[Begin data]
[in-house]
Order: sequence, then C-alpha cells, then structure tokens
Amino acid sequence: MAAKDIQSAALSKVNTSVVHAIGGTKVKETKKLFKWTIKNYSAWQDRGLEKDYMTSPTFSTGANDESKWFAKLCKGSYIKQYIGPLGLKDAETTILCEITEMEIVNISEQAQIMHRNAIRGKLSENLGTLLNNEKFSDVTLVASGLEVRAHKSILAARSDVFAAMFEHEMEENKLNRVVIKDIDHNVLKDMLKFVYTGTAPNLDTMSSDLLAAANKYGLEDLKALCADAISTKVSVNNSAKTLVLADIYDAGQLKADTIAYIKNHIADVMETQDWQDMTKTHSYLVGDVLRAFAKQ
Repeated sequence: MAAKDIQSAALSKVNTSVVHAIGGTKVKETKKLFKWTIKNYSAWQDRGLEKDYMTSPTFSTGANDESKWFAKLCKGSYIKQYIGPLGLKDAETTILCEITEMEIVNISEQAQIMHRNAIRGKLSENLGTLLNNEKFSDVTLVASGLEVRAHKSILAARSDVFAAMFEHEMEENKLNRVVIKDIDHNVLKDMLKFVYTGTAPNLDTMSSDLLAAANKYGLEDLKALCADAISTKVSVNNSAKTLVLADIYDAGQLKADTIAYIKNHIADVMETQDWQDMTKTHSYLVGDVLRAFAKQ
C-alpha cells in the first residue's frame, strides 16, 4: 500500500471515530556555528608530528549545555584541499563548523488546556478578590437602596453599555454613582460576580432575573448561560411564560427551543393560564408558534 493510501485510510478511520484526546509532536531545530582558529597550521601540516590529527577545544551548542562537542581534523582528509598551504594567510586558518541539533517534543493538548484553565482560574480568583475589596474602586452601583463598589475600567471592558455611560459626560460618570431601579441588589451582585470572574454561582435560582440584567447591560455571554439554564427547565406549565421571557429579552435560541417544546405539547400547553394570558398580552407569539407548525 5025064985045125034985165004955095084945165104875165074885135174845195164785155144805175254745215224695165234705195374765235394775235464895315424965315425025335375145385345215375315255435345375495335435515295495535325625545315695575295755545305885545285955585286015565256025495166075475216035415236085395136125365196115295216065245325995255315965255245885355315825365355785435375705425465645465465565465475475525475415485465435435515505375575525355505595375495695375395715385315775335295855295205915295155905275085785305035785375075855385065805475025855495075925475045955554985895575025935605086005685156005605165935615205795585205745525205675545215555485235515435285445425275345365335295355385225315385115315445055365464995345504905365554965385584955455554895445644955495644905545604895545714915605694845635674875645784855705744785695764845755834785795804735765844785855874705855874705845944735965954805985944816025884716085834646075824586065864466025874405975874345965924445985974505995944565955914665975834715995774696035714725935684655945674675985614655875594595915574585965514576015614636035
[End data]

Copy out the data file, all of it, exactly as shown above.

[in-house]
Order: sequence, then C-alpha cells, then structure tokens
Amino acid sequence: MAAKDIQSAALSKVNTSVVHAIGGTKVKETKKLFKWTIKNYSAWQDRGLEKDYMTSPTFSTGANDESKWFAKLCKGSYIKQYIGPLGLKDAETTILCEITEMEIVNISEQAQIMHRNAIRGKLSENLGTLLNNEKFSDVTLVASGLEVRAHKSILAARSDVFAAMFEHEMEENKLNRVVIKDIDHNVLKDMLKFVYTGTAPNLDTMSSDLLAAANKYGLEDLKALCADAISTKVSVNNSAKTLVLADIYDAGQLKADTIAYIKNHIADVMETQDWQDMTKTHSYLVGDVLRAFAKQ
Repeated sequence: MAAKDIQSAALSKVNTSVVHAIGGTKVKETKKLFKWTIKNYSAWQDRGLEKDYMTSPTFSTGANDESKWFAKLCKGSYIKQYIGPLGLKDAETTILCEITEMEIVNISEQAQIMHRNAIRGKLSENLGTLLNNEKFSDVTLVASGLEVRAHKSILAARSDVFAAMFEHEMEENKLNRVVIKDIDHNVLKDMLKFVYTGTAPNLDTMSSDLLAAANKYGLEDLKALCADAISTKVSVNNSAKTLVLADIYDAGQLKADTIAYIKNHIADVMETQDWQDMTKTHSYLVGDVLRAFAKQ
C-alpha cells in the first residue's frame, strides 16, 4: 500500500471515530556555528608530528549545555584541499563548523488546556478578590437602596453599555454613582460576580432575573448561560411564560427551543393560564408558534 493510501485510510478511520484526546509532536531545530582558529597550521601540516590529527577545544551548542562537542581534523582528509598551504594567510586558518541539533517534543493538548484553565482560574480568583475589596474602586452601583463598589475600567471592558455611560459626560460618570431601579441588589451582585470572574454561582435560582440584567447591560455571554439554564427547565406549565421571557429579552435560541417544546405539547400547553394570558398580552407569539407548525 5025064985045125034985165004955095084945165104875165074885135174845195164785155144805175254745215224695165234705195374765235394775235464895315424965315425025335375145385345215375315255435345375495335435515295495535325625545315695575295755545305885545285955585286015565256025495166075475216035415236085395136125365196115295216065245325995255315965255245885355315825365355785435375705425465645465465565465475475525475415485465435435515505375575525355505595375495695375395715385315775335295855295205915295155905275085785305035785375075855385065805475025855495075925475045955554985895575025935605086005685156005605165935615205795585205745525205675545215555485235515435285445425275345365335295355385225315385115315445055365464995345504905365554965385584955455554895445644955495644905545604895545714915605694845635674875645784855705744785695764845755834785795804735765844785855874705855874705845944735965954805985944816025884716085834646075824586065864466025874405975874345965924445985974505995944565955914665975834715995774696035714725935684655945674675985614655875594595915574585965514576015614636035